Vision Statement

Technology-infused education no longer passes as unique. It weaves through our daily lives in ways we never imagined and will impact on our educational systems and our students in ways we have yet to discover. Students with mobile devices have computing power at their fingertips equivalent to modern desktop computers of only a few years ago. Just as good educators constantly strive to reinvent methods for exciting students to learn, those same educators cannot ignore the connectivity these students have today.

Connected students have a wealth of information at their fingertips. The classroom of today is not four-walled. “Students’ learning increasingly takes place across various information technologies, external of traditional classrooms” (Dunaway, 2011, p. 675). The teacher becomes a guide and the student owns his or her singular quest for knowledge. Educators are not the sole conduit for information, and as such, must recognize that students still need a shepherd to guide them in their respective quests. Unconnected students will need a shepherd as well. They will need to connect on school-owned devices to insure they have the opportunity to explore the global opportunities not accessible in their own homes.

Educators must explore technologies and weave lessons that are technology-rich. Whether it is in the students’ quest for finding answers to driving questions affecting the world they inhabit or the teacher managing his/her classroom data, computers and devices make the job richer. Teachers should demonstrate restraint as new software and hardware emerges. Newer is not always better. As stated by Roblyer and Doerling (2013), “The past has shown that teachers must be careful, analytical consumers of technological innovation, looking to what has worked in the past to guide their decisions and measure their expectations in the present” (p.10).

Data from students becomes accessible instantaneously and can help the teacher design remedial and scaffolding instruction on one end and can help drive enrichment on the other. This power allows parental involvement and inclusion in the process. iNACOL identifies this area as a top Federal Policy issue. It demands that educators address and retrain how data is collected to insure it “includes multiple measures at multiple points in the year, including formative, embedded, performance-based and validating ‘summative’ assessments with testing windows through the year” (2013, p. 3). Stakeholders can then make informed decisions at all junctures rather than waiting for End Of Course results.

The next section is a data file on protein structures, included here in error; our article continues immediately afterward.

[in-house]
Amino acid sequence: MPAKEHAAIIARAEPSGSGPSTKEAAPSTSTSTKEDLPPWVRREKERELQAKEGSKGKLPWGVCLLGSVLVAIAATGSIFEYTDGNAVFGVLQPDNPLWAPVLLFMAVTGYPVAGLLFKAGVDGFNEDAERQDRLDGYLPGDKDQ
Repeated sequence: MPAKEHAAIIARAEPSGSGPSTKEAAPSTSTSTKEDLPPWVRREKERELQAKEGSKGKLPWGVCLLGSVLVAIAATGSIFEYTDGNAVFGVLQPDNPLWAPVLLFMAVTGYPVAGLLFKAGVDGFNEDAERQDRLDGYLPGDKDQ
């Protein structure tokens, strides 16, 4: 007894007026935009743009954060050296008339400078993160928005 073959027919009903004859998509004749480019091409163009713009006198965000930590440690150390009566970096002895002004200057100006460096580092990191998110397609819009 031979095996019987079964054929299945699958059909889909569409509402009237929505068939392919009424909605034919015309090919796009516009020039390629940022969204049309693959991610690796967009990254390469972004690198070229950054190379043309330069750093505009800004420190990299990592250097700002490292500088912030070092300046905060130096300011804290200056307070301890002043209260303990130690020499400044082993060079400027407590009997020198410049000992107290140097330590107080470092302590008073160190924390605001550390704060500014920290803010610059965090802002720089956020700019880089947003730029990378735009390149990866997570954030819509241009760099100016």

Professional development must be moved from lecturing teachers to educating them on how to use technology in their content area. “You may have the best computer, the most sophisticated curriculum software, and the fastest Internet connection…but if that teacher does not know how to use any of that, its not going to improve education” (Rivero, 1999, p. 54). The Harkness Table refined student-centered learning in boarding schools from the moment it was implemented. It is a proven method that still works today in all settings. Now, with Bring Your Own Device and/or class sets of iPads incorporated into the mix, we can impact education and move from one blackboard or whiteboard to lessons where all students hold the chalk.

References:

Dunaway, M. (2011). Connectivism: Learning theory and pedagogical practice for networked information landscape. Reference Services Review, 39(4), 675-684. Doi:10.1108/00907321111186686

International Association for K-12 Online Learning (iNACOL). (2013). Fast facts about online learning. Retrieved from http://www.inacol.org/cms/wp-content/uploads/2013/04/iNACOL_FastFacts_Feb2013.pdf

Rivero, V. (April, 1999). Top state edtech leaders talk about data-driven decision making. Coverage, 52-54.

Roblyer, M.D. and Doerling, A.H. (2013). Integrating educational technology into teaching (6th Ed.). Upper Saddle River, NJ: Pearson Education, Inc.

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